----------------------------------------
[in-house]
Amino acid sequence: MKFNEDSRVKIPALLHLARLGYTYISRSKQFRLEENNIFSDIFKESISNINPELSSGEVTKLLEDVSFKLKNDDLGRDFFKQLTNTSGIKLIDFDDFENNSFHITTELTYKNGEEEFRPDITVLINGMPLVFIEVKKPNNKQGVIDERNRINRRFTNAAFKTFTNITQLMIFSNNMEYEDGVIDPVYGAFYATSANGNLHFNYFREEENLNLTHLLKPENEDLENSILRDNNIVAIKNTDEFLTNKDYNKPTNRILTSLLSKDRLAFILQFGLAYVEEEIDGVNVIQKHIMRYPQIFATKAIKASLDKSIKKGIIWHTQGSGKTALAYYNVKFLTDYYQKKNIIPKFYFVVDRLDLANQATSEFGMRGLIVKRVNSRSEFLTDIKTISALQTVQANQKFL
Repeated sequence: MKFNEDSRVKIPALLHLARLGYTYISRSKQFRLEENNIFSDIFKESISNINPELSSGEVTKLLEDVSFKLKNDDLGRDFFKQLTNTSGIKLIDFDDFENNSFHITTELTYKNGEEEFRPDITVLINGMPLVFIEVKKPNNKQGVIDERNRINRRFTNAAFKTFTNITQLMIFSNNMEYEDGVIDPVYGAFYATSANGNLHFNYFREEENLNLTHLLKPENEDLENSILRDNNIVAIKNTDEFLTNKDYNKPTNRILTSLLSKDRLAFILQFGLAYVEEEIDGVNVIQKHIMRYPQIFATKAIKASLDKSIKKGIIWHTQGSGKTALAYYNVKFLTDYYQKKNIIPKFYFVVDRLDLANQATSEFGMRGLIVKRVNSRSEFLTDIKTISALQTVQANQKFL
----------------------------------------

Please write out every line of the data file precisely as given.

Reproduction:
[in-house]
Amino acid sequence: MKFNEDSRVKIPALLHLARLGYTYISRSKQFRLEENNIFSDIFKESISNINPELSSGEVTKLLEDVSFKLKNDDLGRDFFKQLTNTSGIKLIDFDDFENNSFHITTELTYKNGEEEFRPDITVLINGMPLVFIEVKKPNNKQGVIDERNRINRRFTNAAFKTFTNITQLMIFSNNMEYEDGVIDPVYGAFYATSANGNLHFNYFREEENLNLTHLLKPENEDLENSILRDNNIVAIKNTDEFLTNKDYNKPTNRILTSLLSKDRLAFILQFGLAYVEEEIDGVNVIQKHIMRYPQIFATKAIKASLDKSIKKGIIWHTQGSGKTALAYYNVKFLTDYYQKKNIIPKFYFVVDRLDLANQATSEFGMRGLIVKRVNSRSEFLTDIKTISALQTVQANQKFL
Repeated sequence: MKFNEDSRVKIPALLHLARLGYTYISRSKQFRLEENNIFSDIFKESISNINPELSSGEVTKLLEDVSFKLKNDDLGRDFFKQLTNTSGIKLIDFDDFENNSFHITTELTYKNGEEEFRPDITVLINGMPLVFIEVKKPNNKQGVIDERNRINRRFTNAAFKTFTNITQLMIFSNNMEYEDGVIDPVYGAFYATSANGNLHFNYFREEENLNLTHLLKPENEDLENSILRDNNIVAIKNTDEFLTNKDYNKPTNRILTSLLSKDRLAFILQFGLAYVEEEIDGVNVIQKHIMRYPQIFATKAIKASLDKSIKKGIIWHTQGSGKTALAYYNVKFLTDYYQKKNIIPKFYFVVDRLDLANQATSEFGMRGLIVKRVNSRSEFLTDIKTISALQTVQANQKFL